Mammas Don't Let Your Babies Grow Up to Be Psychopaths

The psychopath gene can be expressed in one of two ways. Here's what stopped James Fallon's psychopathy from becoming destructive.

"I'm a very lucky psychopath," says neuroscientist James Fallon, who discovered he had borderline psychopathy while using his own brain scans in a double-blind study. Upon reflection it made a lot of sense, and now Fallon understands that it was his mother's good intuition in his developmental stage that set the course for how his psychopathy would be expressed as an adult. Good parenting and family connections can be the difference between an anti-social and a pro-social psychopath, and being kind to kids—in your family or in your neighborhood—who are struggling might just save the world from someone on the wrong side of psychopathy.

How to Eat Your Way to Mental Clarity, with Nutritional Psychiatrist Drew Ramsey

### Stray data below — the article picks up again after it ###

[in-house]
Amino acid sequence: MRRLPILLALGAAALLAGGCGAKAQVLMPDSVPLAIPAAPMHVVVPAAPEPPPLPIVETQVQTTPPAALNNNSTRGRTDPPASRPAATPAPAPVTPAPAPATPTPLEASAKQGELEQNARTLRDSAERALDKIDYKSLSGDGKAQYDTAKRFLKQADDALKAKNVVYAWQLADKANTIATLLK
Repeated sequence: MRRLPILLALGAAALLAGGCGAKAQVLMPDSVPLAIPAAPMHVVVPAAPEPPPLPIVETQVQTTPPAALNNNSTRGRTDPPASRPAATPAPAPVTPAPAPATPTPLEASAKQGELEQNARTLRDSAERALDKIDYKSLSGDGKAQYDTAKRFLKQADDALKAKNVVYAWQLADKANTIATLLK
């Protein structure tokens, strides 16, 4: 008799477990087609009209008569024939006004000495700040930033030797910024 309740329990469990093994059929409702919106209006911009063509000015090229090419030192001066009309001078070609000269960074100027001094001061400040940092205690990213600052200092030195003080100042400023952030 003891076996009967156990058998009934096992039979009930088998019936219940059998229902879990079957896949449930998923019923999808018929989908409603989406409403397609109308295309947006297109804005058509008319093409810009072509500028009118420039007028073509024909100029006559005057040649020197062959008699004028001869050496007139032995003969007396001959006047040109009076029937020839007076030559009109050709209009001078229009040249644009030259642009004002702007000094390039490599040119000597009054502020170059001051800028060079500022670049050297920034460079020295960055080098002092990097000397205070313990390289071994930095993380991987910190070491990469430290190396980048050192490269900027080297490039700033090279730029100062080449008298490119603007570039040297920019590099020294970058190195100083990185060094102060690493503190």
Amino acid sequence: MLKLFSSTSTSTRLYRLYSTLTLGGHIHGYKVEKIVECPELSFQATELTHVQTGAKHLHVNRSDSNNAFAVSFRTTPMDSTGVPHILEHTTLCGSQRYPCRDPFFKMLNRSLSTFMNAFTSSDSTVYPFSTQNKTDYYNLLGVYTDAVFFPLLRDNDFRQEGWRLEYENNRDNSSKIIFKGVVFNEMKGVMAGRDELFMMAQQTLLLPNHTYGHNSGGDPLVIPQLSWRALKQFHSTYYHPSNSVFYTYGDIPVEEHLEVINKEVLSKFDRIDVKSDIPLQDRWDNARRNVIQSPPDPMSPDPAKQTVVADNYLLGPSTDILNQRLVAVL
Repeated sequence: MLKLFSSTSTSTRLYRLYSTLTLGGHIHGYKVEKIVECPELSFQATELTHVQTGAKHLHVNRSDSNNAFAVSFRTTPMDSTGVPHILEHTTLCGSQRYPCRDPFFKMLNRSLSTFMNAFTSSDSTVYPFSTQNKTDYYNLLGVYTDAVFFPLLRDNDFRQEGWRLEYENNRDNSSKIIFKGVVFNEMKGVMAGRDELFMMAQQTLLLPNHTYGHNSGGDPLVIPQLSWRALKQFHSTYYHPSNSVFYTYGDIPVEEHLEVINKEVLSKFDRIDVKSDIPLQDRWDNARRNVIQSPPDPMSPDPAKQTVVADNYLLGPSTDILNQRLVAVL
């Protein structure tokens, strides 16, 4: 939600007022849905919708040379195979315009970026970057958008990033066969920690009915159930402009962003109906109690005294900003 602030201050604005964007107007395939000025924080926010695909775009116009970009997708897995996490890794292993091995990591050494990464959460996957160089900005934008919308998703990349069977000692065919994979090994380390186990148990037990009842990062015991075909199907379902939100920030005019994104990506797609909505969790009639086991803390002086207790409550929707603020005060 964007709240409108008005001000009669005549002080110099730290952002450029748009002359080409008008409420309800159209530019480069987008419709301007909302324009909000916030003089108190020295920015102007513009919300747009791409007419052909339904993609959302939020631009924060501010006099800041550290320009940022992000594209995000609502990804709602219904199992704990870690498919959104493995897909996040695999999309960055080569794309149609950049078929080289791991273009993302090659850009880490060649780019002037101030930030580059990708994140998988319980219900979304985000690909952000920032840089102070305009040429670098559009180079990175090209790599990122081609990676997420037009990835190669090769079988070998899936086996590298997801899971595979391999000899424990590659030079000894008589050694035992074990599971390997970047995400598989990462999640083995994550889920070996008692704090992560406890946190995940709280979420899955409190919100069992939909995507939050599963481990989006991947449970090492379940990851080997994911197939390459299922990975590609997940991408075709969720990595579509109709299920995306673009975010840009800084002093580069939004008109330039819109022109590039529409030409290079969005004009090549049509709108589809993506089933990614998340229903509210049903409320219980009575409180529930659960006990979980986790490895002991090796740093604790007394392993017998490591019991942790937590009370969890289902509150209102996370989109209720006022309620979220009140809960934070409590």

Most of the foods we consume are created for the supermarket shelf, not for our health, says psychiatrist Drew Ramsey. But you can boost your brain function and overall well-being with this one very low-tech, analogue tool: your grocery list.

If you have an appointment with psychiatrist Drew Ramsey, there’s no guarantee that you’re going to walk out of there with a bottle full of pills. Sometimes you’ll emerge with a recipe for a blueberry-avocado-kefir-nut smoothie. Or a shopping list for how to make kale pesto. Ramsey is leading the charge in a relatively new branch known as nutritional psychiatry. Physically, we can see the difference between someone with a good diet versus a poor diet, the external symptoms of nutritional deficiency are obvious, and so you don’t have to stretch the imagination too far to imagine the difference it might make internally, particularly to your cognitive abilities and your mental health.

Keep reading Show less